Trump’s Order on Religious Liberty Pleases a Few, but Lets Down Many Conservatives

WASHINGTON — President Trump signed his long-awaited executive order on religious liberty Thursday with a full-throated reassurance that he would protect the freedom of American believers. But the reactions of religious leaders across the country suggested that it instead promised freedoms many of them did not want — and failed to deliver concrete legal protections that conservatives had been led to expect.

The centerpiece of the order is a pledge to allow clergy members and houses of worship to endorse political candidates from the pulpit, fulfilling a campaign promise that Mr. Trump repeatedly used to rally his most fervent supporters. Public opinion polls show, however, that neither the American public as a whole nor religious leaders in particular — even evangelicals, who voted for Mr. Trump in droves — think that partisan politicking by churches is a good idea.

“I don’t actually know anybody who has endorsed or who wants to endorse a politician from the pulpit,” said Leith Anderson, president of the National Association of Evangelicals, an umbrella group representing about 40 denominations and 45,000 churches. “My idea is that church is about teaching the Bible, it’s about discipleship and evangelism. It’s not about politics.”

The order was also a stinging disappointment for conservative religious leaders who had expected that it would exempt their organizations from Obama-era regulations aimed at protecting gay people from discrimination.

The executive order does not mention anything about relief for religious groups and charities that object to serving or hiring gay, bisexual or transgender people, and that were looking to Mr. Trump for legal cover.

“In failing to deliver for people of faith, President Trump risks alienating the single constituency most responsible for his election,” said Brian S. Brown, president of the National Organization for Marriage, a group that has fought to stop same-sex marriage. “Quite strangely, he is rewarding L.G.B.T. extremists who strongly opposed his election.”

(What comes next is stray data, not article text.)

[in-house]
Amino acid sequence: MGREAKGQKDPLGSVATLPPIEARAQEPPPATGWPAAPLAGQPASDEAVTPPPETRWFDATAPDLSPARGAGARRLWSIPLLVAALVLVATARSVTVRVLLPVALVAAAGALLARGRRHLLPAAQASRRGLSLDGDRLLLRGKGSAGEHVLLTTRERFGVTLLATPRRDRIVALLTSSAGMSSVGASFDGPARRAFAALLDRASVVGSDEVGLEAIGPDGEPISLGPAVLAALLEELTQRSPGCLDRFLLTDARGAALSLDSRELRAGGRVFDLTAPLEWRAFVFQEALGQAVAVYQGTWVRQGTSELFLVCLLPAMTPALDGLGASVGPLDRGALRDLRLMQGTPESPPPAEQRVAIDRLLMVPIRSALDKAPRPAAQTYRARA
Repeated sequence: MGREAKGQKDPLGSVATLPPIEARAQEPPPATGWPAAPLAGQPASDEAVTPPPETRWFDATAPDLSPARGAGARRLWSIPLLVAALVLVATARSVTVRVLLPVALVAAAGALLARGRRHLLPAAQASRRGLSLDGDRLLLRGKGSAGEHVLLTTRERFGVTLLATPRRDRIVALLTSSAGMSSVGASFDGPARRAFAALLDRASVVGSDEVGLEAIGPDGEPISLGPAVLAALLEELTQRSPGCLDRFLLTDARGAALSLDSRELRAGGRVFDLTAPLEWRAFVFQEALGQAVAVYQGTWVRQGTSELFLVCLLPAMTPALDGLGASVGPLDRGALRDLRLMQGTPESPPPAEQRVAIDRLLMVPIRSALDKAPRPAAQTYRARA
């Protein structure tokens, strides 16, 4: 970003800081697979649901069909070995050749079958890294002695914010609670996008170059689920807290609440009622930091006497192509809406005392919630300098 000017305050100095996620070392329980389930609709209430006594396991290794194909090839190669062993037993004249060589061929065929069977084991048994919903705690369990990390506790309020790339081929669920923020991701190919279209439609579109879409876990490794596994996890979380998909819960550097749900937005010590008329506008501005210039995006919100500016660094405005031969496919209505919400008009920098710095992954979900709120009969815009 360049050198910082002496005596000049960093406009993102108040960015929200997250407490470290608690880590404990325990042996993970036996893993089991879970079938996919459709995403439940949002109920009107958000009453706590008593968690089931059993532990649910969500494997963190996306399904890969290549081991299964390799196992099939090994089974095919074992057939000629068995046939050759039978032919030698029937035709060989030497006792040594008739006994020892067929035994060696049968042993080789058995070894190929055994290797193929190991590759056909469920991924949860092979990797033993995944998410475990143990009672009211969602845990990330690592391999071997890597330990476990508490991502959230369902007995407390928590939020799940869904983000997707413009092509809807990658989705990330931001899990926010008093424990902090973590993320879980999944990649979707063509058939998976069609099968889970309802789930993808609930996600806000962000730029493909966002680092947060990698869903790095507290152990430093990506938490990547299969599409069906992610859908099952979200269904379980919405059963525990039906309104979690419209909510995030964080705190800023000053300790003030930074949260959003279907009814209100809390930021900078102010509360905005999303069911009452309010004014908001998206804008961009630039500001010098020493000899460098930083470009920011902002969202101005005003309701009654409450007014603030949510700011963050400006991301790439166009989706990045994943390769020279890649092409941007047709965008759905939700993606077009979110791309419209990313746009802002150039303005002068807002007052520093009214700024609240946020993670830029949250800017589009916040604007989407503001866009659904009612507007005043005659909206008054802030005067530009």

Ryan T. Anderson, a senior research fellow at the Heritage Foundation who specializes in religious liberty, said, “In reality, what Trump issued today is rather weak.”

The reaction from opponents was also telling. Two groups that had threatened to sue the White House over the new order, the American Civil Liberties Union and Public Citizen, backed off after seeing the text. Anthony D. Romero, the executive director of the A.C.L.U., called the signing of the order “an elaborate photo-op with no discernible policy outcome.”

Another group, the Freedom From Religion Foundation, which promotes separation between church and state, did file a lawsuit in federal court in Wisconsin on Thursday, saying the president was favoring religious groups over secular nonprofits.

The two-page executive order does address religious objections to the Obama administration’s mandate in the Affordable Care Act requiring employers to cover contraceptives in their insurance plans. It directs the secretaries of the Treasury and the departments of labor and health and human services to “consider issuing amended regulations.”

Tom Price, the secretary of health and human services, said Thursday that the department would be “taking action in short order to follow the president’s instruction,” but offered no details.

The executive order pleased the Roman Catholic nuns of the Little Sisters of the Poor, who took their fight against the contraception mandate to the Supreme Court. The Obama administration had offered the Sisters a waiver to remove themselves from direct involvement in covering contraception, but the Sisters said it still violated their religious beliefs. The nuns and some conservative religious groups contend that some contraceptives induce abortions, and the mandate has been challenged in multiple court cases.

Lori Windham, senior counsel at Becket, a law firm that represented the Little Sisters, said Thursday: “We’re very happy with the order today. The only way we’d be disappointed is if the agencies did not carry it out.”